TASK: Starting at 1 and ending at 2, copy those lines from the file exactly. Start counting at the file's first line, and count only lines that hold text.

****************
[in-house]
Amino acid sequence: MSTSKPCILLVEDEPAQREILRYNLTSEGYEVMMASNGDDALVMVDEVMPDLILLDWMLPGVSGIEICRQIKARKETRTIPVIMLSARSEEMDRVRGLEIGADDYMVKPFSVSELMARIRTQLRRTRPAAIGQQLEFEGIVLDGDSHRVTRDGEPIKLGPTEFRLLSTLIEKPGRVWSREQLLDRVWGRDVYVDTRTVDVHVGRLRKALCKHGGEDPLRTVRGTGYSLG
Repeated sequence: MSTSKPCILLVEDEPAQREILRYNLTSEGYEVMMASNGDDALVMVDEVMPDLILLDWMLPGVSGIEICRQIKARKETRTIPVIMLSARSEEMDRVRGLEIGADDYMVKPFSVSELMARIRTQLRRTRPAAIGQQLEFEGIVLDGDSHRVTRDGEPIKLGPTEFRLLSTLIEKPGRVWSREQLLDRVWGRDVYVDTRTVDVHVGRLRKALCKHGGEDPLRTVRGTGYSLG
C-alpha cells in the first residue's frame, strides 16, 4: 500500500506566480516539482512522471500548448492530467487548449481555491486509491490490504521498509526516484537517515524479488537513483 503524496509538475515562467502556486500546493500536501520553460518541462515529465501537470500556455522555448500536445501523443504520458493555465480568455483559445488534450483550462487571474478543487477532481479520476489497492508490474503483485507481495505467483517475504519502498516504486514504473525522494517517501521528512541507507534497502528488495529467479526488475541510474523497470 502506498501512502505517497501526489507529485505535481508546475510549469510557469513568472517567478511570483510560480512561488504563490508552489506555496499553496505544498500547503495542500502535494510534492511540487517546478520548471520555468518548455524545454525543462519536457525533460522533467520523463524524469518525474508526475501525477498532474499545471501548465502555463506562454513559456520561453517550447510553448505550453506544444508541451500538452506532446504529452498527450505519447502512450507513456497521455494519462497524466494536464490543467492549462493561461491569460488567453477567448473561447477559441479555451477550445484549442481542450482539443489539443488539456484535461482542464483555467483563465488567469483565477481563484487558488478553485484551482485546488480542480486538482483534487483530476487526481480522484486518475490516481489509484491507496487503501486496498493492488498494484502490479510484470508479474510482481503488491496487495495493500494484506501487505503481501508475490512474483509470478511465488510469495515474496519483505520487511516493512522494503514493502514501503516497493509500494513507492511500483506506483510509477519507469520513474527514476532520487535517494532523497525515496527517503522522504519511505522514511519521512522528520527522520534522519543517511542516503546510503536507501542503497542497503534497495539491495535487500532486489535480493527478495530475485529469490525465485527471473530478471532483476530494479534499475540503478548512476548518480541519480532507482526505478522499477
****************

[in-house]
Amino acid sequence: MSTSKPCILLVEDEPAQREILRYNLTSEGYEVMMASNGDDALVMVDEVMPDLILLDWMLPGVSGIEICRQIKARKETRTIPVIMLSARSEEMDRVRGLEIGADDYMVKPFSVSELMARIRTQLRRTRPAAIGQQLEFEGIVLDGDSHRVTRDGEPIKLGPTEFRLLSTLIEKPGRVWSREQLLDRVWGRDVYVDTRTVDVHVGRLRKALCKHGGEDPLRTVRGTGYSLG